Mr. Sobotka’s motivation is an understandable fear of Russian aggression and the idea that a European army could be an effective counterweight and deterrent to Vladimir Putin. Now that Britain has voted to leave the EU, some EU leaders see a golden opportunity to create a long-desired European army. Over the summer, German Defense Minister Ursula von der Leyen called for a “permanent structured co-operation in the defence sector” and blamed Britain for holding back any initiative “with the label ‘Europe’ on it” (“Germany Calls for More Joint European Military Initiatives,” Financial Times, July 13, 2016).
The Eurosceptics: More nation, less Europe
Conversely, growing numbers of citizens and leaders of various European nations are rejecting the founding principles of the European project and advocating that their nations turn inward (in other words, that the various nations regain the powers that have gradually been transferred to Brussels). Of course, we saw this displayed in June when the United Kingdom voted by a margin of 52 to 48 percent to leave the EU.
But the British are not the only people seriously questioning the EU’s efficacy. There are Eurosceptic parties growing in the powerful nations at the core of Europe—such as France, Germany, Hungary, Italy and Austria.
The basic argument is that the EU has proven itself incapable of solving Europe’s problems and keeping its citizens safe. In the post–Cold War years when the Continent was relatively free from external threats and immigration was more of a slow drip, the citizens of Europe generally ignored the EU and let it proceed toward its large goals of dissolving European borders, integrating Europe’s economy and moving toward a fully federal system. But now that Europe faces serious security threats to its east and south and immigration has gone from a drip to a gush, growing numbers see the EU as incapable of keeping them safe and securing their borders.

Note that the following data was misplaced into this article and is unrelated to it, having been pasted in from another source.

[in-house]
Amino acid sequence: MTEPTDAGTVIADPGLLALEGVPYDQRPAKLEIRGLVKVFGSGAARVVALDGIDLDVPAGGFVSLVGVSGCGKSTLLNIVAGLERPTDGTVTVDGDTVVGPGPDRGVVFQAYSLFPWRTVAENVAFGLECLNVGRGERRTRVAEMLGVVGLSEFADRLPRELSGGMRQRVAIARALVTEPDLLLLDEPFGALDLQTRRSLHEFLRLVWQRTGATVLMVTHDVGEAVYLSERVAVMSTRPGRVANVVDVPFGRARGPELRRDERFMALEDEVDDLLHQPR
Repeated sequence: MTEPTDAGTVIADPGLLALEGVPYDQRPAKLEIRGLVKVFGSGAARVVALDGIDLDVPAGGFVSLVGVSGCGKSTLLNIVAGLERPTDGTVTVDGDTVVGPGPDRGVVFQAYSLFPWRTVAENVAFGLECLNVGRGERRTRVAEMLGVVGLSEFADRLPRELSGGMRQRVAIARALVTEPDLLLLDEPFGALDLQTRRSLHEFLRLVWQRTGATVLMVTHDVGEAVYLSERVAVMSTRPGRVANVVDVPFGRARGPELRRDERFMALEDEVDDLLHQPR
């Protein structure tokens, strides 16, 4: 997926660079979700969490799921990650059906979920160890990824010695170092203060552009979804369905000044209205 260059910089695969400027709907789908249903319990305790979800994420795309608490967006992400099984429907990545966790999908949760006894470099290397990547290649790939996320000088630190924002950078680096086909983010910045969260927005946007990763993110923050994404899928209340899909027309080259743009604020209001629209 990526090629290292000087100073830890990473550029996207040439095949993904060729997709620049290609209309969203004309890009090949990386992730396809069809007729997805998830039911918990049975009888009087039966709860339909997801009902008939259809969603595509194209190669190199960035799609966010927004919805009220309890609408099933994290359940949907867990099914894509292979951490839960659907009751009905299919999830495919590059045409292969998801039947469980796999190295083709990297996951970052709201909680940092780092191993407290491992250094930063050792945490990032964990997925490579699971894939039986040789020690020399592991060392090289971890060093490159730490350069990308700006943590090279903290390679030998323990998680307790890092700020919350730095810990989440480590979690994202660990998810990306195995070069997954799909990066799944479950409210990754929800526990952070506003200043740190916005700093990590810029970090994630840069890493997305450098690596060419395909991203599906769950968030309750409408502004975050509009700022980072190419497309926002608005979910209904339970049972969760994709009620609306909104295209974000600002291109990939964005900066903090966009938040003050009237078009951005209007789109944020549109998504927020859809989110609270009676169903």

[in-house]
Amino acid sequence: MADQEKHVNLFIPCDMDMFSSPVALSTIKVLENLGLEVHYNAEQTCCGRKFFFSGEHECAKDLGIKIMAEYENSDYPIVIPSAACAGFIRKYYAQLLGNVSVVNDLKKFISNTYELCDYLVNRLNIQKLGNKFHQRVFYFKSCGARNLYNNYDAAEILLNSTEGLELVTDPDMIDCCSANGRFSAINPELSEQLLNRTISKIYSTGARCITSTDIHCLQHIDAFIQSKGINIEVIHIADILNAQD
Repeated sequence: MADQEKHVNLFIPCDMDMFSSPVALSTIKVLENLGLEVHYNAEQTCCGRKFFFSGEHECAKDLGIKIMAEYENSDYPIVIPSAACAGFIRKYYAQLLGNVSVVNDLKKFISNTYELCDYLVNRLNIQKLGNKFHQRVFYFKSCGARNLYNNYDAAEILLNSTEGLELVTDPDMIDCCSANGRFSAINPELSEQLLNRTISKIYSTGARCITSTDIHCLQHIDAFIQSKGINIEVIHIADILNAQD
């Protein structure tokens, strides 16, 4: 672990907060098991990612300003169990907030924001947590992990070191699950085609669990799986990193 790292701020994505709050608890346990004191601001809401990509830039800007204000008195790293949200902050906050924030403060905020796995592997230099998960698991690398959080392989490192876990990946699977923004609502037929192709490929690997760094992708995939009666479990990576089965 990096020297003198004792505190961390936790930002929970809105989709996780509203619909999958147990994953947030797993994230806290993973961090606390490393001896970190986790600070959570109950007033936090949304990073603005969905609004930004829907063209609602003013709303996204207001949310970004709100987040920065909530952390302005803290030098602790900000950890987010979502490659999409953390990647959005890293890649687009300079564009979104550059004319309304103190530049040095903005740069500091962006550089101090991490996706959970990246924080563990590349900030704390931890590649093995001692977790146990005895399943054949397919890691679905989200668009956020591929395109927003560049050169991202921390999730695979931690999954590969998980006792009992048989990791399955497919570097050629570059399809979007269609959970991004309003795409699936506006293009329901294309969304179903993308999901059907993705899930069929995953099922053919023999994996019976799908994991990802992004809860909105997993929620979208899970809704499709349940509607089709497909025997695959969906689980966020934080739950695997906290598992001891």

Instead of turning to “more Europe,” growing numbers believe their individual nation-states need to take back national sovereignty. They believe their individual nations are more capable of dealing with these dangers than the EU.
To add to the complexity of the situation, Russia is financially supporting several Eurosceptic parties across Europe—including France’s National Front, Hungary’s Jobbik party and Greece’s Golden Dawn. It is to Russia’s advantage to promote a weaker EU. Another dangerous facet of many of these parties is that they include an anti-Semitic element and often aggressive rhetoric. A number of commentators point out disturbing similarities between these current trends in Europe and the environment that existed in Europe in the 1930s that led to World War II.
Will Europe renationalize?
Though Europe’s current power structure and elite see the acceleration of a unified, federal European Union as the best path forward to solve these problems, the momentum seems to be swinging in favor of the current zeitgeist of populism. This populism seeks to either abolish or weaken the EU and restore ultimate sovereignty to nation-states.
Jakub Grygiel, senior fellow at the Center for European Policy Analysis, recently wrote a piece for Foreign Affairs in which he shares his position that “a renationalization of Europe maybe the continent’s best hope for security” (September/October 2016, p. 99). He compellingly articulates reasons the EU has failed Europe and cannot solve its economic, immigration and security issues.